Biography of William Irvin Hammel
William Irvin Hammel is a young business man at Moran, and since establishing himself in that town had built up a very prosperous enterprise as a grain dealer and owned a half interest in the only elevator in that locality. He had also distinguished himself by a very progressive administration of the local city affairs in the office of mayor.
Mr. Hammel was born in Sangamon County, Illinois, July 30, 1876, but had spent his life since early boyhood in Kansas. His people, the Hammels, came out of Germany and were Pennsylvania settlers in the colonial times. His grandfather, Samuel Hammel, was born in Ohio, moved from there to Sangamon County, Illinois, and died on his farm in that county in 1861.
C. T. Hammel, father of William I., was born in Hancock County near Findlay, Ohio, in 1853. As a child he went to Sangamon County, Illinois, grew up and married there, became a farmer, and in 1884 came to Kansas, locating on a farm seven miles north of Bronson. Subsequently he moved to the Village of Bronson, where for a number of years he was engaged in the grain and livestock business, but is now living practically retired. As a republican he had served as township trustee several terms, and at one time was a candidate for the Legislature. He is a member of the Methodist Church and of the Independent Order of Odd Fellows. C. T. Hammel married Sarah Moomey, who was born in Sangamon County, Illinois, in 1856. They had two children, William I. and Ella. The latter is the wife of J. R. Hall, a hardware merchant at Century, Oklahoma.
William I. Hammel as a boy knew the rural district of Bourbon County, Kansas, attended the country schools there, and in 1894 graduated from high school. He also attended the old Fort Scott Normal School, but gave up his studies there in 1897 and returned to his father’s farm. He spent ten years as a farmer and at the same time was associated with his father in the stock business.
When Mr. Hammel came to Moran in 1907 he bought the elevator, the only institution of its kind in the town. It is conveniently located close to the tracks of the Missouri Pacific and the Missouri, Kansas & Texas railways. Mr. Hammel had been a very successful dealer in grain and hay, also handles general feed supplies, and by strict and straightforward business methods had made Moran a popular trading point and market town for a large section of the surrounding agricultural community. He also had an interest in an elevator at Bayard, Kansas. Among other property he had his comfortable residence on Pine Street.
Ever since locating in Moran he had shown a consistent attitude of progressiveness in the matter of public improvements, and he was elected mayor largely by those citizens who believe in a progressive conduct of local affairs. He was first elected in 1910 for a term of two years, and was re-elected in 1912 and 1914. He entered the office April 1, 1911, and his present term expires April 1, 1917. Among other measures which have had his earnest support and leadership was the promotion of the bond issue for the establishment of a municipal water and electric light plant. He had also used the resources of the village for the improvement of streets and sidewalks, and in every way had co-operated with local citizenship in making a better town both commercially and morally.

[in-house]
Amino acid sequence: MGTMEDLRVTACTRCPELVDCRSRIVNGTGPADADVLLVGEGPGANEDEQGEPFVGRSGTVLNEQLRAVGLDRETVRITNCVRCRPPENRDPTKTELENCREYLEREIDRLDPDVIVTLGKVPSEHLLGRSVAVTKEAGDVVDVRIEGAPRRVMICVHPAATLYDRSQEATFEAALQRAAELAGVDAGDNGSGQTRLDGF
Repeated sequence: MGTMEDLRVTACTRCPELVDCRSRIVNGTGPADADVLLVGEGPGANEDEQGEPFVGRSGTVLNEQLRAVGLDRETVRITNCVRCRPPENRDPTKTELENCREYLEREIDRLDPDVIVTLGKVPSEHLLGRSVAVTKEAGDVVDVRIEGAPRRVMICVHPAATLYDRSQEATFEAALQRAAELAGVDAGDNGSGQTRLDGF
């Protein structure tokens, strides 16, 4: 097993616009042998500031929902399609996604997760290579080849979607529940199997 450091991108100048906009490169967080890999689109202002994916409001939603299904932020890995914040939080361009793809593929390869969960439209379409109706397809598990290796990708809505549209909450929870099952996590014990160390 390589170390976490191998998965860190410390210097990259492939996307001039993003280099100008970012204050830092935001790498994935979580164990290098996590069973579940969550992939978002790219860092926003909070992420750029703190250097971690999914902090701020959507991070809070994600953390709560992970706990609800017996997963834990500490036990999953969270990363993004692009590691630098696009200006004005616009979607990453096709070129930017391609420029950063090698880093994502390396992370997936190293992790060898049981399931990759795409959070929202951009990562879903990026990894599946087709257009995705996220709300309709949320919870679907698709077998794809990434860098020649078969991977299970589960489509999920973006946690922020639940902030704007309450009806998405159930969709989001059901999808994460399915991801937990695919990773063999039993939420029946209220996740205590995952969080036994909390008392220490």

Mr. Hammel is a republican and had served as precinct committeeman of his party. He belongs to the Kansas Grain Dealers Association and also the National Organization of Grain Dealers, and is member of the Moran Commercial Club. Fraternally he is affiliated with Marmaton Lodge No. 245, Ancient Free and Accepted Masons, of which he was master in 1916 and re-elected for 1917. He had taken eighteen degrees of the Scottish Rite in Fort Scott Consistory No. 4. He also belongs to Moran Lodge No. 459, Independent Order of Odd Fellows, and had held the chair of noble grand several terms.
Mr. Hammel was married in the fall of 1897 at Bronson, Kansas, to Miss Dema Hickson, daughter of James and Kate (Clark) Hickson. Her mother now resided at Moran, and her father, who was a farmer and came to Kansas from Indiana in 1882, is now deceased. Mr. and Mrs. Hammel have a family of four children: Mildred, born November 13, 1900, is in the second year of the Moran High School; Marian, born May 21, 1902, is in the first year of the local high school; Catherine was born March 7, 1905; and Clark on February 3, 1909.